We set out some key tips for employers when holding a “protected conversation”.
What is a protected conversation?
In a nutshell, a protected conversation is a discussion between an employer and an employee (usually initiated by the employer) which is held with a view to negotiating the employee’s exit from the business. For example, an employer may have concerns about an employee’s performance, and rather than going through a protracted performance management process, it may wish to give the employee the option of bringing their employment to end on agreed terms, usually in return for a settlement payment. The conversation is “protected” because, provided certain rules are complied with, the contents of the conversation are “off the record” and cannot be referred to in any subsequent Employment Tribunal proceedings.
Graham v Agilitas IT Solutions Ltd
In this case, the employer held a discussion with the employee about his poor performance, which the employer characterised as a protected conversation. The employee made some inappropriate comments during the discussion which the employer then used as the basis for disciplinary action. The employee claimed that the employer had behaved improperly during the discussion, by threatening him. In defending the employee’s claim, the employer argued that the content of the protected conversation was inadmissible and could not be relied on by the employee. However, the court decided that it was “all or nothing”. The employer could not waive protection for parts of the discussion, using it as the basis for disciplinary action against the employee, and at the same time try to use the discussion to “shield” its own conduct.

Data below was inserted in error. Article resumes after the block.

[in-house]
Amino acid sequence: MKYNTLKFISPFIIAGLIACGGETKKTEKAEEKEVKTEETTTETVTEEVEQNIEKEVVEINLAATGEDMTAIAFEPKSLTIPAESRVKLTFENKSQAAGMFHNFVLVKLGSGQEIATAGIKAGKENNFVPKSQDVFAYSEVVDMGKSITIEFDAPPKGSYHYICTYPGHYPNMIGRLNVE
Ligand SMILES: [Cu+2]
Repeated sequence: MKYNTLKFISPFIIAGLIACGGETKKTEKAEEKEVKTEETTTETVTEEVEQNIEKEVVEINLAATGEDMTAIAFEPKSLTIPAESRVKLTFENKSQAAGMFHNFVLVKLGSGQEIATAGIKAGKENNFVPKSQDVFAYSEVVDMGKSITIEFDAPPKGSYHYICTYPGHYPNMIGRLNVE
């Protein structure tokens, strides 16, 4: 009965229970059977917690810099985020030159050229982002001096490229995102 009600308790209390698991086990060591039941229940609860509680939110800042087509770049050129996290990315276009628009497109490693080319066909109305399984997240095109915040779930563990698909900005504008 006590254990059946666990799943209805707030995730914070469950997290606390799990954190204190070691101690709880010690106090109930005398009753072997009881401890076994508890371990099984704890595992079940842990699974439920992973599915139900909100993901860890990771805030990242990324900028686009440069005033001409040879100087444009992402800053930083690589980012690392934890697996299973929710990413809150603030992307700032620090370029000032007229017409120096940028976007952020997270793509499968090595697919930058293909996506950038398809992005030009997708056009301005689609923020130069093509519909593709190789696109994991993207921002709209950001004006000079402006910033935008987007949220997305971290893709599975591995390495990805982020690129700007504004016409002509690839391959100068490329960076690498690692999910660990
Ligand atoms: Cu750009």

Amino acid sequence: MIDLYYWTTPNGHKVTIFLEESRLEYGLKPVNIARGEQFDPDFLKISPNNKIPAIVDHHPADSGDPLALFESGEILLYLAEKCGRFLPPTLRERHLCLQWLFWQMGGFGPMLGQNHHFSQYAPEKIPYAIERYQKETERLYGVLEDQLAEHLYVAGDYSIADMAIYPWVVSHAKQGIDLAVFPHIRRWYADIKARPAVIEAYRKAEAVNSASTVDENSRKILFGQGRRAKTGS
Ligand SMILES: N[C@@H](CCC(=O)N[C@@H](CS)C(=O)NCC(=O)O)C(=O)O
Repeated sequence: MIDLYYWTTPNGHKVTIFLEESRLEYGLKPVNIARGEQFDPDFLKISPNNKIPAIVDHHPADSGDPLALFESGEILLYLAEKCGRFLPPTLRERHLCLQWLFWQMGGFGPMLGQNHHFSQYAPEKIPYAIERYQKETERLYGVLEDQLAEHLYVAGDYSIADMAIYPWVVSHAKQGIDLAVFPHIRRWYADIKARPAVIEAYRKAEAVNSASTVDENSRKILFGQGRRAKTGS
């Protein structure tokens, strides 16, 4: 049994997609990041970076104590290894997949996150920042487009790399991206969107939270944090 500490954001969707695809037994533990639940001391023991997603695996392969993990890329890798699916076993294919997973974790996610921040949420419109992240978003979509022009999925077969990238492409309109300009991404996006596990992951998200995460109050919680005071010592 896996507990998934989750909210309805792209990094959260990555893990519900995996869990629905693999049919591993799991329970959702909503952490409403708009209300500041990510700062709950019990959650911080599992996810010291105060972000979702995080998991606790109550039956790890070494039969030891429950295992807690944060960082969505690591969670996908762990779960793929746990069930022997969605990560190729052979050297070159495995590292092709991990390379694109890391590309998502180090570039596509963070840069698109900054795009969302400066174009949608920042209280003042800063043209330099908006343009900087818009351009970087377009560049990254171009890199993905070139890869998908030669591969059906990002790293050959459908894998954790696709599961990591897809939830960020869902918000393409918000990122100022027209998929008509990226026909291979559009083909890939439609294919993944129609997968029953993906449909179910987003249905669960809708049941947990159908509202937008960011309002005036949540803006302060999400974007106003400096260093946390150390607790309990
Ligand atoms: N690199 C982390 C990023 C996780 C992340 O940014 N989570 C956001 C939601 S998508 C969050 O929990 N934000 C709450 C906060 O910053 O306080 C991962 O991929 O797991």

The case highlights one of the pitfalls in holding a protected conversation. It is also a reminder that protected conversations in general need to be handled very carefully. Here are some key points for employers to bear in mind:
- There are some types of claim that cannot be covered by a protected conversation, such as discrimination or whistleblowing claims.
- Any “improper conduct” by the employer will mean the conversation is no longer protected. So, employers need to handle the discussion appropriately and take care not to say the wrong thing. Clearly, bullying the employee would be “improper conduct”, as would telling the employee that if they do not agree to leave, they will be sacked.
- The offer the employer makes to the employee (usually a financial offer) should be considered carefully. The offer should be attractive enough to persuade the employee to take the exit option, and this should be communicated to the employee in the right way.
- It is a good idea for an employer to follow up a protected conversation in writing, to confirm what was discussed. The employer should make sure the follow up letter is drafted carefully, so that “protection” is not lost.
- The employee should be given a reasonable time frame to consider their response to a protected conversation. Ideally, Acas advises 10 days.
- In most cases, the employer will require the employee to enter into an appropriately drafted settlement agreement, to record the terms of the employee’s departure.